The Aussies can homeport their submarine force in one location because not only do they have more subs, they also are an island and you can sail around to the otherside relatively quickly.  A Submarine can leave Perth today and be in Sydney in under 10 days.

We have no such luxury, a sub moving from Victoria to Halifax would probably take a minimum of 30 days to get there if they go through Panama. If Panama isn't an option, it is probably close to 80 days to go around Cape of Good Hope. 

Either way, we need two separate fleets with a General Purpose Combat Capability across the spectrums of Sub-Surface, Surface and Air Warfare.

whiskey601 said:
All good points and probably quite valid.  With respect to the colourized bit above, I'm actually suggesting that there be no Canada Task Group at all. We can send one or 2 ships to some other Task Group. I realize quite well this is a complete departure from established traditions and operating principles of the RCN, but I will wager that in 20 years the surface fleet will not be much different than what I have set out above. 15 ships (which the RCN and the government state are a minimum) is as much a number as 88 fighters when we plan on only deploying 6 fighters at a time.
Also, the type of surface ship, the principal surface combatant, would be something far more capable than the Type 26 in its current form. Land strike, surface strike, NGS, ASW, AAW, EW, BMD. Not "fitted for" or "planned" but actually fitted out completely.

I still think eight ships isn't enough and the ships you are talking about getting considering the Capabilities you mentioned, would be akin to a Ticonderoga Class Cruiser.  I reckon we would need a substantial budgetary increase to man those ships and they would be totally unsuitable for many tasks our Navy has to carry out.


 

Colin Parkinson

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Not to mention it's easy to track ship movements through the Panama canal and an enemy will know that sub departing Panama is likely going to have refuel and reprovision nearby, allowing them to estimate fairly accurately how long before the sub reaches the operating theatre.
 

MarkOttawa

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Missile defence capability for CSC?

Royal Danish Navy Orders SM-2 Block IIIA for Iver Huitfeldt-class Frigates

The Danish Defence Acquisition and Logistics Organization (Danish: Forsvarets Materiel- og Indkøbsstyrelse, FMI) placed an order for Raytheon SM-2 Block IIA missiles for the Royal Danish Navy (Søværnet) on October 2, 2018, according to the European online tenders platform Ted.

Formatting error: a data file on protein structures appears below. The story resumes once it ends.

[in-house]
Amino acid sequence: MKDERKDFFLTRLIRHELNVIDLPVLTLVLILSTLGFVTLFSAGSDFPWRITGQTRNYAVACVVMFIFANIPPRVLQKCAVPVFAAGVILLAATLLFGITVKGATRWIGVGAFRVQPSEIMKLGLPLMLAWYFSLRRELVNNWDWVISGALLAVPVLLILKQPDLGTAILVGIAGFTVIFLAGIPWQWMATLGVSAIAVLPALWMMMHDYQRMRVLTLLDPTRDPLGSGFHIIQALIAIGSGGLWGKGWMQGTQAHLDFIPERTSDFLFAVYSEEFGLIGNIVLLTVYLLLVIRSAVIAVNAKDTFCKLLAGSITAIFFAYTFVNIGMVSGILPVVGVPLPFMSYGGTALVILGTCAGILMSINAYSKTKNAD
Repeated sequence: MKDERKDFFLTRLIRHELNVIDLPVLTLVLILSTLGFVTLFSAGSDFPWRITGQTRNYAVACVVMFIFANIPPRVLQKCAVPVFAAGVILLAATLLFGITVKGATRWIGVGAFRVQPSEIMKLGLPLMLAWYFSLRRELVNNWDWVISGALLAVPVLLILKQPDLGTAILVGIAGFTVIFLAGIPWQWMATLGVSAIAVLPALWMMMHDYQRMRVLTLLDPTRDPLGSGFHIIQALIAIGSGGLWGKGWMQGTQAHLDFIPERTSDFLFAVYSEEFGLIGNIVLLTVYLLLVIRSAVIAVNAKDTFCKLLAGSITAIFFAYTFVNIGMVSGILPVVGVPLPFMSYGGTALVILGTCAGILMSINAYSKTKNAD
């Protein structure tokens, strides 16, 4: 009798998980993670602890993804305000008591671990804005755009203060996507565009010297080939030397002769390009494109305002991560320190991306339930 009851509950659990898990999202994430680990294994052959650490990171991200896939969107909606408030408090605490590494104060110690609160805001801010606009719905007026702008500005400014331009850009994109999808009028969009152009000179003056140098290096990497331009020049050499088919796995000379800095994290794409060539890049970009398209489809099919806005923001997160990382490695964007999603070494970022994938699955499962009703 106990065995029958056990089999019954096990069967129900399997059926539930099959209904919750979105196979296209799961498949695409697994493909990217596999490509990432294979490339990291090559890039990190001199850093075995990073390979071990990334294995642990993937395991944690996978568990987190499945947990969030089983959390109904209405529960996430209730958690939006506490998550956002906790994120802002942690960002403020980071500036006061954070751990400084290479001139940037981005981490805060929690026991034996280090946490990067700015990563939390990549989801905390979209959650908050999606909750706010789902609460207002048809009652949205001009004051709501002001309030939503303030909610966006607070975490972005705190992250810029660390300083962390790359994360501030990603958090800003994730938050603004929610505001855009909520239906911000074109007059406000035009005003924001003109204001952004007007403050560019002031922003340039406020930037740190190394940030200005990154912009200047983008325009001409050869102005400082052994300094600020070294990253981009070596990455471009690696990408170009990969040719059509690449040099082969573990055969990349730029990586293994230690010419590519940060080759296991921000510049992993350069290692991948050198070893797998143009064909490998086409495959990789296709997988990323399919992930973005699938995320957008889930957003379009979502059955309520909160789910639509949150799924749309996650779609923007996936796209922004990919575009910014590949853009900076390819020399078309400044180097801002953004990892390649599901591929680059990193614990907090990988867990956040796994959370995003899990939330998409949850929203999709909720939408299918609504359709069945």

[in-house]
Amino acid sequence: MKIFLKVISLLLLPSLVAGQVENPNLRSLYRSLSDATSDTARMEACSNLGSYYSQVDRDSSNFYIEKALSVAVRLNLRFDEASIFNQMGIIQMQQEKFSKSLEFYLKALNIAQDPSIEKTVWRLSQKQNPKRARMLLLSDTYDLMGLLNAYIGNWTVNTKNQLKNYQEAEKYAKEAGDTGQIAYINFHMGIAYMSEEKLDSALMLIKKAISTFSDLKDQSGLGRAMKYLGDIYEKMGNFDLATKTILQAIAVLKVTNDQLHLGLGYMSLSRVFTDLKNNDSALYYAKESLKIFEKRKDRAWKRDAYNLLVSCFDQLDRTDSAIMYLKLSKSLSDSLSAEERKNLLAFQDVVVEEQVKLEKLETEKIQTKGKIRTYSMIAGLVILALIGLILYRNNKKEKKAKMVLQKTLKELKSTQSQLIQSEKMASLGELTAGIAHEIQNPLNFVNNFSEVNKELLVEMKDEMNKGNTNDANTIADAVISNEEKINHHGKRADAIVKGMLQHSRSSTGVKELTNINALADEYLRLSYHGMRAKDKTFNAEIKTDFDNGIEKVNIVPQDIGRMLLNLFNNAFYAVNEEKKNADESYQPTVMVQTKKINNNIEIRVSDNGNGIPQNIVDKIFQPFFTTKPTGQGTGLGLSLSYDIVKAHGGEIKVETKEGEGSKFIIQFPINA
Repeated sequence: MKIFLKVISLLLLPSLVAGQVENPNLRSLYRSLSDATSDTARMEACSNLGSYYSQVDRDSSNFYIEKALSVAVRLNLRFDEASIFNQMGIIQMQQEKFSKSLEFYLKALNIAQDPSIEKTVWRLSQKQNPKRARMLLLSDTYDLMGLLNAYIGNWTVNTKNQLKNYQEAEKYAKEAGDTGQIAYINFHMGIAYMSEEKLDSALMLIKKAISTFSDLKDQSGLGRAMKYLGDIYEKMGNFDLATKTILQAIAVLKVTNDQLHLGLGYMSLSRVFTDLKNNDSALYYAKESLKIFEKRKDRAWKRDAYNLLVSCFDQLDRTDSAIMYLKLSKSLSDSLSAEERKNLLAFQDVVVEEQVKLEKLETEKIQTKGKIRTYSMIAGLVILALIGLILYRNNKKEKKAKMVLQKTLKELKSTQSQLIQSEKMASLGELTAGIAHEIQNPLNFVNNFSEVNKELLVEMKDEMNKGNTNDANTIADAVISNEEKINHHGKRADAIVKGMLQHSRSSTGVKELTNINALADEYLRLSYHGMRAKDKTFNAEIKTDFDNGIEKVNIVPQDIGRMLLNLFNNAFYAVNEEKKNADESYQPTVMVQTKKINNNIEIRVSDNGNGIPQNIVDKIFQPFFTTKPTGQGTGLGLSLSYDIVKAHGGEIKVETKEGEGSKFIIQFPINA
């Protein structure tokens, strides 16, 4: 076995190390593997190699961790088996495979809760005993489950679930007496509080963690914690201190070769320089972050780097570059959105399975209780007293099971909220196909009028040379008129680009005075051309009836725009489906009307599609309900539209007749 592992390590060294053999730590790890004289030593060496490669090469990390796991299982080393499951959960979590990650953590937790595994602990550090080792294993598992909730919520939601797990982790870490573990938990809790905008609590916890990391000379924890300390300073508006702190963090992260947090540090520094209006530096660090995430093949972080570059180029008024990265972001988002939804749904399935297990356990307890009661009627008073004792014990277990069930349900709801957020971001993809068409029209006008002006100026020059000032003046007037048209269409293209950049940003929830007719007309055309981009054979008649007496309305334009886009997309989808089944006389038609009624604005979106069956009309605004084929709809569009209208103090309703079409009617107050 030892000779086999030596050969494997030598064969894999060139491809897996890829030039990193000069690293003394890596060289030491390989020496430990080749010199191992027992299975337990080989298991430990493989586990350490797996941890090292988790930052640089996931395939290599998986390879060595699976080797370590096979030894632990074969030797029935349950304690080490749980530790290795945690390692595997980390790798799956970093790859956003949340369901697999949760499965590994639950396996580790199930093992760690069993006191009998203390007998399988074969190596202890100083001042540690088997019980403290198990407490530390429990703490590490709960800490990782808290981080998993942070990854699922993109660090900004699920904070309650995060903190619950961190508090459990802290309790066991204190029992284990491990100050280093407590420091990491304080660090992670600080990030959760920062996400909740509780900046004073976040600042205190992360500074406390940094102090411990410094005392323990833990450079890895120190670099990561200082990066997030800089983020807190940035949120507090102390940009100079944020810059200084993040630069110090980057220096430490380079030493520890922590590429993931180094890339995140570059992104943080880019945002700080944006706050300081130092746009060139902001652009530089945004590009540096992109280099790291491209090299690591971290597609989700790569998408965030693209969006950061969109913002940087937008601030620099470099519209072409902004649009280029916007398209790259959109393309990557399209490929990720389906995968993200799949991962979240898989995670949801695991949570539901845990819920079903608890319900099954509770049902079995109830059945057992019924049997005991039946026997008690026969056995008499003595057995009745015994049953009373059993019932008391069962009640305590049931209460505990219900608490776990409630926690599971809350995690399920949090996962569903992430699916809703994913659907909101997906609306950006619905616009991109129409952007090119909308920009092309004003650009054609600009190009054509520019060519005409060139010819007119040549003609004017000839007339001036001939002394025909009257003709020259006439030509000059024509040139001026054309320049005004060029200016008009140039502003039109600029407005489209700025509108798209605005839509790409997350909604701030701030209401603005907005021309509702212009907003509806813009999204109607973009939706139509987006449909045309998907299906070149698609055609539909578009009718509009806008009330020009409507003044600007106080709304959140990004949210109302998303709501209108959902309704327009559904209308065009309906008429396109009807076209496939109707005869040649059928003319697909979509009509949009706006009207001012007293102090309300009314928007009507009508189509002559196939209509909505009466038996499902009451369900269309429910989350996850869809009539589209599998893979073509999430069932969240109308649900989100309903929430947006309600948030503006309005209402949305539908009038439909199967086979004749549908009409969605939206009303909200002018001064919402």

According to the announcement:
FMI wants to acquire up to 50 Standard Missile 2 Block IIIA (SM-2) missiles. The SM-2 missiles are self-defense missiles that are used to combat attacking enemy targets. The SM-2 missiles are fired from the Navy frigates. The acquisition can only be carried out through the US Navy via Foreign Military Sales (FMS). The SM-2 missiles are specially designed for shooting air targets [...] The armed forces shall use the SM-2 missiles in connection with the Navy's area air defense frigate to combat attacking enemy targets.

According to the Ted announcement, the total value of the procurement (excluding VAT) is 143 million U.S. Dollars.

The SM-2 Block IIIA will be intended for the Royal Danish Navy's Iver Huitfeldt-class frigates. The three 138,9 meters air defence frigates, Iver Huitfeldt (F361), Peter Willemoes (F362), and Niels Juel (F363) are displacing 6,645 tonnes. They entered service with the Royal Danish Navy in 2012 and 2013. Each frigate can carry up to 32x SM-2 missiles (as well as 24x ESSM). These ships share their Anti-Air Warfare suite with the Royal Netherlands Navy’s De Zeven Provincien-class frigates and the German Navy’s Sachsen-class frigates. The Thales sensors of this suite include the long range surveillance radar SMART-L and the multi-function radar APAR. At least one ship of the class will be upgraded for Ballistic Missile Defense (BMD) and Integrated Air and Missile Defense (IAMD) to act as a a BMD sensor and offer this capability to the NATO BMD system [emphasis added]...

Royal_Danish_Navy_Orders_SM-2_Block_IIIA_for_Iver_Huitfeldt-class_Frigates_1.jpg

https://www.navyrecognition.com/index.php/news/defence-news/2018/october-2018-navy-naval-defense-news/6551-royal-danish-navy-orders-sm-2-block-iiia-for-iver-huitfeldt-class-frigates.html

Mark
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Humphrey Bogart said:
I still think eight ships isn't enough and the ships you are talking about getting considering the Capabilities you mentioned, would be akin to a Ticonderoga Class Cruiser.  I reckon we would need a substantial budgetary increase to man those ships and they would be totally unsuitable for many tasks our Navy has to carry out.